To be a candidate or elector for a county seat, a man had to own (not rent) freehold property valued for the land tax at two pounds a year. (Women could neither vote nor be elected.) This was known as the 40 shilling freehold. (There were 20 shillings to the pound). This rule was established by an Act of 1430, and as the value of money gradually declined over subsequent centuries, an increasing number of landowners were admitted to the franchise. By the early 19th century, for example, Yorkshire had more than 20,000 electors, while Kent, Lancashire and Somerset had nearly 10,000 each. By 1831 the English county electorate was estimated at about 190,000.
Such members were usually elected without a ballot/vote save amid great party strife. In every county was a group of landowning families and these would informally agree on who would stand for the county at a given election. Members were often relatives or allies of the peers who owned large portions of the county or its industries. Some counties were represented by the same two or three families for centuries (such as the Lowthers of Westmorland). Sometimes a county would not see a contest for generations. Nottinghamshire, for example, did not see a contested election between 1722 and 1832. Exceptions were: Middlesex, an odd concentration of big city merchants, financiers and industrialists for a county – it had several notable contests; and the 1784 to 1812 unbroken returns of William Wilberforce for Yorkshire.
Even in medieval times a significant proportion of the King's revenue came from taxes paid by people living in towns, and thus the House of Commons had representatives of boroughs as well as counties from an early date. A borough was a town which usually, but not always, had a Royal charter giving it the right to elect two members (known as burgesses) to the House of Commons, though some very ancient boroughs were acknowledged as having prescriptive rights. Five English boroughs elected only one member, while two boroughs - the City of London and the double borough of Weymouth and Melcombe Regis in Dorset - elected four members each. From the 16th century 12 boroughs in Wales elected one member each.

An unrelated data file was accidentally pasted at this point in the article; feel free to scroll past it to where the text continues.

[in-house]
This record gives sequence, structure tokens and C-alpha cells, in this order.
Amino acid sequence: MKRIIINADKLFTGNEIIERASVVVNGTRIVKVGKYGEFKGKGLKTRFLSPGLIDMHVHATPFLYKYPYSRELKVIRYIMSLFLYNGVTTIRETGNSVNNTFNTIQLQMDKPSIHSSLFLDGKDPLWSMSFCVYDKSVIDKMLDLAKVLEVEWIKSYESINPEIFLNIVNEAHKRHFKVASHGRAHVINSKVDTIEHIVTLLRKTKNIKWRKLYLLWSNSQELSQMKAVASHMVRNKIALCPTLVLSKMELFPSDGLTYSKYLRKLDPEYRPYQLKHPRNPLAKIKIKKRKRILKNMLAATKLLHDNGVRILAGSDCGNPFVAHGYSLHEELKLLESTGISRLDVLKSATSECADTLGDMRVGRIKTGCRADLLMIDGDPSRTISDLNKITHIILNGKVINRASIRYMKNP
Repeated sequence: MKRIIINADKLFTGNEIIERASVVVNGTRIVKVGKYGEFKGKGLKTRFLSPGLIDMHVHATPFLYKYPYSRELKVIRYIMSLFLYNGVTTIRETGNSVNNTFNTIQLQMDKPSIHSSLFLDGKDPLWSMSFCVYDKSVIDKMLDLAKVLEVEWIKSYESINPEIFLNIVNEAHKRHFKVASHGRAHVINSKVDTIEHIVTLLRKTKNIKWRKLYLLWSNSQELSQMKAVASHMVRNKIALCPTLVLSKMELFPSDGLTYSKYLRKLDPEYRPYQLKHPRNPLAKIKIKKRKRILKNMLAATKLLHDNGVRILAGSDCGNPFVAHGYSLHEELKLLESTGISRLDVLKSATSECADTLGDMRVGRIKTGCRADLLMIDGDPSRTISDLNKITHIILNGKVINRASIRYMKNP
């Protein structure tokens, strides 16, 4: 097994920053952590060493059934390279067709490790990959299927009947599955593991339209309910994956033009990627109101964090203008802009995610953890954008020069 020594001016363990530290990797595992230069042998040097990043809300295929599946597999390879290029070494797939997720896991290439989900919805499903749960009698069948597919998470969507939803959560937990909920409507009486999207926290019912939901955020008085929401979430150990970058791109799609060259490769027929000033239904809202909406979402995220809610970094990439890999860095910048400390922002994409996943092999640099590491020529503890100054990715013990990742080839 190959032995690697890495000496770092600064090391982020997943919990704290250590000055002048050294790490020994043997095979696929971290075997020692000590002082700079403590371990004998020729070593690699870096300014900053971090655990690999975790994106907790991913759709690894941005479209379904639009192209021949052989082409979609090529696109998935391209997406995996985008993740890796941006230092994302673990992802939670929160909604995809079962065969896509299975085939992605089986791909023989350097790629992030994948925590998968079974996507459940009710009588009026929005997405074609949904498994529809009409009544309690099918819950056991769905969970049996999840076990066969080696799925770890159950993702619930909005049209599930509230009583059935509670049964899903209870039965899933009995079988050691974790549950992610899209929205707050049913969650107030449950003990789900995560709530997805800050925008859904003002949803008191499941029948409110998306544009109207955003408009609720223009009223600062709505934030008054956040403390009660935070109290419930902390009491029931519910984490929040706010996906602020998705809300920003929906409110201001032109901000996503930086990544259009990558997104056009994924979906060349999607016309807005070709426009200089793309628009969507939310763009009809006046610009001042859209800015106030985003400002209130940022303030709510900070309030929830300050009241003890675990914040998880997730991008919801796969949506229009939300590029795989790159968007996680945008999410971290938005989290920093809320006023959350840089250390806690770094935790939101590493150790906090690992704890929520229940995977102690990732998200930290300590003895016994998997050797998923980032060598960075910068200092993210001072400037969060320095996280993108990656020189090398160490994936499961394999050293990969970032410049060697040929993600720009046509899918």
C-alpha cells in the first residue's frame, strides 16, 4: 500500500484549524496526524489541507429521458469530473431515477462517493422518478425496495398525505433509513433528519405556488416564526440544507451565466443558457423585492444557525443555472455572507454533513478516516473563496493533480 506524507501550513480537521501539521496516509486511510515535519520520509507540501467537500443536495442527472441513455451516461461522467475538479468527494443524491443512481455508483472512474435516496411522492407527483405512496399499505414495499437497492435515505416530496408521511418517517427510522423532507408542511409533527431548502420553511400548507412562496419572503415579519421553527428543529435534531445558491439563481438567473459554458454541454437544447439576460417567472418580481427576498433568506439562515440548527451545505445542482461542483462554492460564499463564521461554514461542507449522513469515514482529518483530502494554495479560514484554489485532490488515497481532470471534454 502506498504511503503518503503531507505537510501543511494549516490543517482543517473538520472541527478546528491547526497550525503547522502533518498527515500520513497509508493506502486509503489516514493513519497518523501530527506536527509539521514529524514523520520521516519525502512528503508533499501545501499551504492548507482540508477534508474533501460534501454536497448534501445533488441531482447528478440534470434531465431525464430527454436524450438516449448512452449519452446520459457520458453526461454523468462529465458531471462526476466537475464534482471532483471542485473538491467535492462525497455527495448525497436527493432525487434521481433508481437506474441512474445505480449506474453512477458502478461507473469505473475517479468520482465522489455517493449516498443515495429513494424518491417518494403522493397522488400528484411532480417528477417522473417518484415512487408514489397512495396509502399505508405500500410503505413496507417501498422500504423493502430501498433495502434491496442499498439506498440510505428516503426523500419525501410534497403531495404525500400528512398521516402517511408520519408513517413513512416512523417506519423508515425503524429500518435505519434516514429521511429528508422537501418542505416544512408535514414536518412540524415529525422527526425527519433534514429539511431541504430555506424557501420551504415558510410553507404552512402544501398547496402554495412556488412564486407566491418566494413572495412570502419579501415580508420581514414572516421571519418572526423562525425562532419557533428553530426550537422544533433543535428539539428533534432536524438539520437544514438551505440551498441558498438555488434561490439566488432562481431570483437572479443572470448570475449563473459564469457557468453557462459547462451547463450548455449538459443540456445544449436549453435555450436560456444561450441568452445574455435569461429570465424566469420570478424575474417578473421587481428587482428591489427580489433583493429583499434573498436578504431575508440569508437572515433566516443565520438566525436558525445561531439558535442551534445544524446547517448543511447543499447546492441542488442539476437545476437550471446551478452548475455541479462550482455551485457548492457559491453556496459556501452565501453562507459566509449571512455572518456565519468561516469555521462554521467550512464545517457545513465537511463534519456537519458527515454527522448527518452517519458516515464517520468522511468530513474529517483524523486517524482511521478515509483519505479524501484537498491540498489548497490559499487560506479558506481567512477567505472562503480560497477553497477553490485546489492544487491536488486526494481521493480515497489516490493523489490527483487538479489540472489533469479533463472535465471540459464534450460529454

Mediaeval kings could and did grant and revoke charters at their pleasure, often to create seats in the House for their supporters, and frequently regardless of the size or importance of the town. Thus there were "rotten boroughs" (boroughs with very few voters) from very early times, but they increased in number over the years as many old towns lost population. The two most famous examples were Old Sarum, which by the 18th century had no residents at all, and Dunwich in Suffolk, most of which had fallen into the sea. The number of English boroughs fluctuated over time, until the last new borough charter was issued in 1674. From then on the number was fixed at 203, electing 405 members (see list below).
The franchise for borough seats varied enormously. In some boroughs, virtually all adult homeowners could vote. In others, only a handful of landowners could vote. In others, the default maintained, members were chosen by its corporation (council), usually elected by a small group of property owners.
The types of borough franchise were as follows:
It is not possible to calculate the size of the borough electorate with any accuracy, since many boroughs were rarely contested, and no records were made of eligible voters unless there was a contest. As well, many people owned property in more than one borough and could thus vote more than once (this was called plural voting). The total English electorate is thought to have increased from about 338,000 in the late eighteenth century to some 439,000 at the time of the Reform Act, (or perhaps about 10% of adult males). Of that total, around 45% - 188,000, or slightly less - were in 1831 eligible borough voters.
There was no secret ballot. Until the Ballot Act of 1872, the voter openly declared his vote at the Hustings, a public occasion, where it was recorded. That meant that the patron who dominated a borough knew how the qualified electors had voted. Even if the franchise was broad, as in a potwalloper or scot and lot borough, a small electorate could be controlled by a combination of patronage, bribes and threats. The relatively democratic constituencies combined a broad franchise with a numerous electorate.